by Wm. Robert Johnston
last updated 24 September 2001
The amplitude of the wave depicted here is about 1021 times greater than that of gravitational waves expected to be detected by the LIGO arrays. This represents a wave with h+ or "h-plus" polarization. Waves can also have an hx or "h-cross" polarization, such that the directions of stretching and compression are rotated by 45°. This is illustrated below, again for a wave traveling perpendicular to the computer screen:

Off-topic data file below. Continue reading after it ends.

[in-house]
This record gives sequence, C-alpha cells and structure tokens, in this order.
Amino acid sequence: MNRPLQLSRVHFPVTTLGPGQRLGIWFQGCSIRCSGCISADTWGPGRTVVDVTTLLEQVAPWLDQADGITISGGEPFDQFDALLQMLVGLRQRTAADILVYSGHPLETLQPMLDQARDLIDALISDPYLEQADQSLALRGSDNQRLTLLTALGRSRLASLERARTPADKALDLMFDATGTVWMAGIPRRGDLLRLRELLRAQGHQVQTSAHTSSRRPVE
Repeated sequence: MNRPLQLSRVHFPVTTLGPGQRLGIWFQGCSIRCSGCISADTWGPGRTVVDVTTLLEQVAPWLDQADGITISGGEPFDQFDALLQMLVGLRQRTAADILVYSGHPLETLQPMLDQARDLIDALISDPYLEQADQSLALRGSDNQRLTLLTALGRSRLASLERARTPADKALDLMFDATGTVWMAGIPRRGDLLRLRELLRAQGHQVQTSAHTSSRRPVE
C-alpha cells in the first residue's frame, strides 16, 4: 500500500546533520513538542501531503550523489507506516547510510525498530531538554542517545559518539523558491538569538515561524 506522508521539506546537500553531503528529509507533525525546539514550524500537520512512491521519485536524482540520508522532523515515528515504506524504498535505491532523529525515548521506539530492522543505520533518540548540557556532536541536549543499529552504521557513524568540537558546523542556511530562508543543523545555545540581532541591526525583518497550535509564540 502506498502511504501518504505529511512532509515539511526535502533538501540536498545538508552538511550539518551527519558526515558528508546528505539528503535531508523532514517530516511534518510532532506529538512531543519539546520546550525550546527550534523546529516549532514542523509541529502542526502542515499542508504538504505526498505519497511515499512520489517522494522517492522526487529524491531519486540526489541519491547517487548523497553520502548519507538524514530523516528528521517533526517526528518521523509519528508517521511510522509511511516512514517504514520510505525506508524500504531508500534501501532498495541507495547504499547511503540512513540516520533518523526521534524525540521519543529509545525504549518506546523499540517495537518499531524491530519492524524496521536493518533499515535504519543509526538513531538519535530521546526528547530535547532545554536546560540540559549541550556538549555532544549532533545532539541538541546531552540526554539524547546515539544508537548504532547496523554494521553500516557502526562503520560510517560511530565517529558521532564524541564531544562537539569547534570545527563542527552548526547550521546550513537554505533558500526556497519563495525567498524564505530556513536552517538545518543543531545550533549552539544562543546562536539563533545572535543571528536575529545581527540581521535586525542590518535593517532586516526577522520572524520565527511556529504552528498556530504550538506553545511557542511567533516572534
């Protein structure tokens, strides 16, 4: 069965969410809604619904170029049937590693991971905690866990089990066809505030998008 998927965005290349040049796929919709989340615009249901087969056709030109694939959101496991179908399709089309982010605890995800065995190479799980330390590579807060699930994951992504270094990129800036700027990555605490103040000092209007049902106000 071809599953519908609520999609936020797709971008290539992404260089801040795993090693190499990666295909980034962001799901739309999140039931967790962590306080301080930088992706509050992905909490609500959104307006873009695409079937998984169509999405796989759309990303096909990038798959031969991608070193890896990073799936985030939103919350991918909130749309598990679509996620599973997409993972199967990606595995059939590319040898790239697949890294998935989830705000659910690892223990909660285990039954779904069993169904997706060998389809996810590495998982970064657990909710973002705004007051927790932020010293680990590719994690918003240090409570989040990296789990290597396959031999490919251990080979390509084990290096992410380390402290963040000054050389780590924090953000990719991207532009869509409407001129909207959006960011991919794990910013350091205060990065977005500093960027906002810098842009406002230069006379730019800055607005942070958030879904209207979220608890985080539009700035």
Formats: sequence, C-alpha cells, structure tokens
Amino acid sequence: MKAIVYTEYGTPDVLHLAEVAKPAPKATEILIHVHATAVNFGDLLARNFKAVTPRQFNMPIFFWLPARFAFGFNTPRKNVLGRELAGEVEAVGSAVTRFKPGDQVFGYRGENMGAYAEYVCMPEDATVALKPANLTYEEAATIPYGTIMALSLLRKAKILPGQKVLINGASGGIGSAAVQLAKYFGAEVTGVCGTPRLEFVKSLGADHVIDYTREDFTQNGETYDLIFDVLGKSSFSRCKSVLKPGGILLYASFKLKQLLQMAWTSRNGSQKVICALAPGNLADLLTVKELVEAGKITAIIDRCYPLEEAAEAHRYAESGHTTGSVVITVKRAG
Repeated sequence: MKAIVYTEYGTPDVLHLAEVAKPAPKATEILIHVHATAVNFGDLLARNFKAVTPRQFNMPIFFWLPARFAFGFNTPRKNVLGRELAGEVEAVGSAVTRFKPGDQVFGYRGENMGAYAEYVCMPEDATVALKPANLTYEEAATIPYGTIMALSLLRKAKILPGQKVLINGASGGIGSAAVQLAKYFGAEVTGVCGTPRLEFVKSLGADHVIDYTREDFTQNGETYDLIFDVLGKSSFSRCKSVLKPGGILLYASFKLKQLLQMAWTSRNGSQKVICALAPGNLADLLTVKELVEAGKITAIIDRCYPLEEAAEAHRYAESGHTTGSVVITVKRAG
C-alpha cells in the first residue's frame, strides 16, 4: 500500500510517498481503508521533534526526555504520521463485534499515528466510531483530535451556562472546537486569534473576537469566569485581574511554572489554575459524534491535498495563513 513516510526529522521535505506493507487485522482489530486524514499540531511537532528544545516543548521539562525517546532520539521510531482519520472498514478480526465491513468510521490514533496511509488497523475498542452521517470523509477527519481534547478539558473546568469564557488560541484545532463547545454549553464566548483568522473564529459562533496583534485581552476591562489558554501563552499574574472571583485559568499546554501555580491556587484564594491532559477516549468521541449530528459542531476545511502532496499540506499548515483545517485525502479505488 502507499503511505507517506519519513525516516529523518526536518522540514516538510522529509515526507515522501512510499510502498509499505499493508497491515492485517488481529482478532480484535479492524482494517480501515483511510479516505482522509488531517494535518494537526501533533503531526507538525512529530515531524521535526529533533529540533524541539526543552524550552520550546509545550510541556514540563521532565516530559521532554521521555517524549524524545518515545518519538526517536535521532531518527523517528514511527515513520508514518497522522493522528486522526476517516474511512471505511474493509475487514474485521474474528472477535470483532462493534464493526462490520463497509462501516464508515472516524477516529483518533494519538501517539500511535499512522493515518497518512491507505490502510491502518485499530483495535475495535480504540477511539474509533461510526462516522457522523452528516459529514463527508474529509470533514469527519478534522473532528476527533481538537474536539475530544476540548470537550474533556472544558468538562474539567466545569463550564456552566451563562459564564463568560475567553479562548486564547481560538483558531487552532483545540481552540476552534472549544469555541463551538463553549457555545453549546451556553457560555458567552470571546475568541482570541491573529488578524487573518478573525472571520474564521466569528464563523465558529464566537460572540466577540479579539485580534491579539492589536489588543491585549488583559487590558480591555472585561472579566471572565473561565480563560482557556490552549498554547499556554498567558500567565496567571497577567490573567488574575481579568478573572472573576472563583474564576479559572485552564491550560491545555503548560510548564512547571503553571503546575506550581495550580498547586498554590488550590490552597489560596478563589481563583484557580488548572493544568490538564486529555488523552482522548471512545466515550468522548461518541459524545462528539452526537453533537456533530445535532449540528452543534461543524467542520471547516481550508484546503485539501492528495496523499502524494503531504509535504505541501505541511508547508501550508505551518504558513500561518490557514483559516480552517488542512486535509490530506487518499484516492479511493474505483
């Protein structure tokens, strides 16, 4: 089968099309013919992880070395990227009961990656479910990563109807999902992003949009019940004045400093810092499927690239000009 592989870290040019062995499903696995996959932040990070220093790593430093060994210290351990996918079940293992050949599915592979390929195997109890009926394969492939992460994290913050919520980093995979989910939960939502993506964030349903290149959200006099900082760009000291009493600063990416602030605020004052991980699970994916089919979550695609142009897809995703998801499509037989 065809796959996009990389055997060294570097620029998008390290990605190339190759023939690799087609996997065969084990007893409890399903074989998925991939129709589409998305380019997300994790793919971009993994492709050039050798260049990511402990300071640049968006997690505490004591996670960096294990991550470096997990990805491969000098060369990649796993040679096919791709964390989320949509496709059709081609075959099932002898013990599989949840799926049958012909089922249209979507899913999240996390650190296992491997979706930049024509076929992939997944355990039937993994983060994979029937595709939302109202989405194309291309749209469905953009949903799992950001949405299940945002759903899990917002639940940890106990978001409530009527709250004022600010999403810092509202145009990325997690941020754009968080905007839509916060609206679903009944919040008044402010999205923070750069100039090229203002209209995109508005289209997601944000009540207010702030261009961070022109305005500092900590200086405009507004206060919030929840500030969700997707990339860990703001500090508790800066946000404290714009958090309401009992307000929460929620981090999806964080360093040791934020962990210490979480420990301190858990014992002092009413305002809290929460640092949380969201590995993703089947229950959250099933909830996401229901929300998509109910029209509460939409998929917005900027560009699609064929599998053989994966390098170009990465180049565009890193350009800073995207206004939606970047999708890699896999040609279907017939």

The illustrations below show the effect of combined polarizations. The first example shows a circularly polarized wave, which can be considered the simultaneous result of the above two waves (with a difference in phase):
Note in the illustration above that each particle (red dots) moves in a small circle. The large grey circle defined by the particles appears to rotate clockwise, but the particles are only oscillating about their normal positions.
(to be continued)
© 2001 by Wm. Robert Johnston.
Last modified 24 September 2001.
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